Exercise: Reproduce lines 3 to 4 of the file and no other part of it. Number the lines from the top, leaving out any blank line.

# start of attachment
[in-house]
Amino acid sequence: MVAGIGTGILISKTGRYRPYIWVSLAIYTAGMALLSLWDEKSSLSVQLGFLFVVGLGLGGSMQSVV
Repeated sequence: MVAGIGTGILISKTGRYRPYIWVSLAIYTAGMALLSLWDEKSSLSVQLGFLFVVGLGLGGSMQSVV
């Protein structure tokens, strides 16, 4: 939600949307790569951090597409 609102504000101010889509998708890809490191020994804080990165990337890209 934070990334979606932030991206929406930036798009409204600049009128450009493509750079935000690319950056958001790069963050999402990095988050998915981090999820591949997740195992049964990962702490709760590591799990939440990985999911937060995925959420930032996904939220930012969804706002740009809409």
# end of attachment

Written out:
Repeated sequence: MVAGIGTGILISKTGRYRPYIWVSLAIYTAGMALLSLWDEKSSLSVQLGFLFVVGLGLGGSMQSVV
């Protein structure tokens, strides 16, 4: 939600949307790569951090597409 609102504000101010889509998708890809490191020994804080990165990337890209 934070990334979606932030991206929406930036798009409204600049009128450009493509750079935000690319950056958001790069963050999402990095988050998915981090999820591949997740195992049964990962702490709760590591799990939440990985999911937060995925959420930032996904939220930012969804706002740009809409």